Gamers beware: Valve Software, the firm behind immensely popular gaming portal Steam, wants you to waive your right to sue before you continue gathering games using its digital distribution platform. The company has amended its subscriber agreement to stipulate that by subscribing to its service, users agree to not file lawsuits against the company. Gaming giants Microsoft (MSFT), Sony (SNE) and Electronic Arts (EA) have similar policies in place, Kotaku notes.

“It’s clear to us that in some situations, class actions have real benefits to customers,” Valve said in a statement. “In far too many cases however, class actions don’t provide any real benefit to users and instead impose unnecessary expense and delay, and are often designed to benefit the class action lawyers who craft and litigate these claims.”

The statement continued, ”Class actions like these do not benefit us or our communities. We think this new dispute resolution process is faster and better for you and Valve while avoiding unnecessary costs, and that it will therefore benefit the community as a whole.”

Source: Yahoo!

If You Have a Smart Phone, Anyone Can Now Track Your Every Move

Location services company Navizon has a new system, called Navizon I.T.S., that could allow tracking of visitors in malls, museums, offices, factories, secured areas and just about any other indoor space. It could be used to examine patterns of foot traffic in retail spaces, assure that a museum is empty of visitors at closing time, or even to pinpoint the location of any individual registered with the system. But let’s set all that aside for a minute while we freak out about the privacy implications.

Most of us leave Wi-Fi on by default, in part because our phones chastise us when we don’t. (Triangulation by Wi-Fi hotspots is important for making location services more accurate.) But you probably didn’t realize that, using proprietary new “nodes” from Navizon, any device with an active Wi-Fi radio can be seen by a system like Navizon’s.

Navizon’s technology is also reminiscent of the location data provided to retailers and marketers by Skyhook’s Spotrank system, which has a different set of pros and cons: That data is available for every point on the planet, but it only includes devices running Skyhook software.

The rollout of this technology means there are now at least three ways that users can track their locations indoors, where GPS is generally useless — bluetooth beacon, Spotrank (and proprietary vendor) databases of Wi-Fi hotspots, and Navizon’s I.T.S. nodes. It also marks the second way (that I know of) for you to be tracked via the location of your phone, whether you want to be or not. (The first requires access to your cell phone carrier, and is used for example to locate your position when you make a 911 call.)

It shouldn’t be surprising that carrying around a little RF transmitter in your pocket makes you visible to all sorts of tracking technology. Maybe it’s simply the (inevitable) commercialization of this fact that is somehow unnerving.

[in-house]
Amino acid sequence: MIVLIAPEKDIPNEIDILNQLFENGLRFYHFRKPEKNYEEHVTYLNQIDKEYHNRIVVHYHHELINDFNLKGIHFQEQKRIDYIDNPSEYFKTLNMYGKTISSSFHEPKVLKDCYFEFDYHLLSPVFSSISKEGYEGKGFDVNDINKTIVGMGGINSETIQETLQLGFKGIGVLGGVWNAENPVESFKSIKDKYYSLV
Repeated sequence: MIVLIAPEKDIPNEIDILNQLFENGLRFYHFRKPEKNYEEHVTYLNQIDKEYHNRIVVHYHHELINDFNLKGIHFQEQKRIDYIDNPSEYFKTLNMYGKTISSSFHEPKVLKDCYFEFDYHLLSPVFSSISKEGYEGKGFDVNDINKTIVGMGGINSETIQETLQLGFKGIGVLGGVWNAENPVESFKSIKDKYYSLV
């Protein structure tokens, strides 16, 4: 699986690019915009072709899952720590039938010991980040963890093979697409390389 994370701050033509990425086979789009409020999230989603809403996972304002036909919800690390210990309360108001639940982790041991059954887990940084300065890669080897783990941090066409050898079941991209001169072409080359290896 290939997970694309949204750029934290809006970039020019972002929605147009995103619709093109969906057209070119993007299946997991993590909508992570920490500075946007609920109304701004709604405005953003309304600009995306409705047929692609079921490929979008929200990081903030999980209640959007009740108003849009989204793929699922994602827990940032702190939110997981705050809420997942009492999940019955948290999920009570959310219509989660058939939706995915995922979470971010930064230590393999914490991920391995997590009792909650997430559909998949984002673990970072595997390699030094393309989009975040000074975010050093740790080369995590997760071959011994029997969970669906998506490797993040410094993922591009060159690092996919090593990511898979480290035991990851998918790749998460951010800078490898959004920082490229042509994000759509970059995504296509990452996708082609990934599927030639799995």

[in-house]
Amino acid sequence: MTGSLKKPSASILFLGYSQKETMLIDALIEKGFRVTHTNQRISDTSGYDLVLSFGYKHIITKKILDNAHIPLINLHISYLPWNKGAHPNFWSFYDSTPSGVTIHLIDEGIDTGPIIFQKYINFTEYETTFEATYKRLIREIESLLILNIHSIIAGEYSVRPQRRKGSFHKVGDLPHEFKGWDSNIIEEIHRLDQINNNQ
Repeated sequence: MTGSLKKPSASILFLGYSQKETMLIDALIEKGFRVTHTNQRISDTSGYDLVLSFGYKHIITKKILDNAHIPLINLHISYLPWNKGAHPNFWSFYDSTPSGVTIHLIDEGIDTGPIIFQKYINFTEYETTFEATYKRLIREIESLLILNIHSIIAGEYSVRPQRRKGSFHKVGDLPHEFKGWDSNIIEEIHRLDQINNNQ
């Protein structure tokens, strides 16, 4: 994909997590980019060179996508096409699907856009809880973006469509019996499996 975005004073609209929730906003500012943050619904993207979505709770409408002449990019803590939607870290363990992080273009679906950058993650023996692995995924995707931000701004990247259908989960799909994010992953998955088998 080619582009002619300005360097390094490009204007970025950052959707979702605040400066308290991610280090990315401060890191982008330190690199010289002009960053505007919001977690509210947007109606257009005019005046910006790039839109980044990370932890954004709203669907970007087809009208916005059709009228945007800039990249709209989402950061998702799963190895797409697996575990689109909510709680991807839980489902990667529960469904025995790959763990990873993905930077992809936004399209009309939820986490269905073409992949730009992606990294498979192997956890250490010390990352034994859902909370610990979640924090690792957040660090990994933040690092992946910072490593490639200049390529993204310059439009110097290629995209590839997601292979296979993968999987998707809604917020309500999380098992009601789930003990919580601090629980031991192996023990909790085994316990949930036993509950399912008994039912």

Source: Technology Review

WARNING: Factory Resetting your Android may leave private data on your device

It’s never fun to have to issue a warning, but a new study by the LA Times indicates that the Factory Reset function on Android devices may not work as advertised. The site worked with a security expert to run a test on BlackBerry, Android, and iOS devices as well as PCs. It discovered that important, sensitive data could be retrieved on a large portion of Android devices even after the Factory Reset feature had been properly used.

Robert Siciliano, an identity theft expert from McAfee performed the experiment, where he purchased 30 used devices (mostly smartphones and laptops) from random users on Craigslist. His goal was to see how smart people were about removing their personal information from phones, but as it turns out, even though a majority of owners did correctly Factory Reset their Android devices, he was still able to retrieve vital data like “Social Security numbers, child support documents, credit card account log-ins, and a host of other personal data.” This finding is all the more disturbing since he could find no problems with the way iPhones, iPads, or BlackBerry devices delete their data. The only other weak link was Windows XP, which is so old it’s almost expected.

We’ve reached out to Google’s Android team to try and learn more about this potential vulnerability, but have not heard back as of publication. We’ll update this article if and when we get some answers.

Until we learn more, we don’t recommend that you don’t sell your used Android devices to anyone that you don’t know or trust. It’s quite possible that personal information could be leaked from it.

Ryan: I’ve owned a couple Android phones and I also have the Galaxy Tab.. I am back to BlackBerry and using the 9900, I find Android Phones to drop calls and bug out with force close errors more often like I like when using a phone.  And I can’t seem to drop this keyboard.. emails are much quicker on a BlackBerry than other devices. It would be interesting if RIM decided to let other companies use their keyboard design.

Source: DigitalTrends

iOS loophole gives developers access to photos, sources say a fix is coming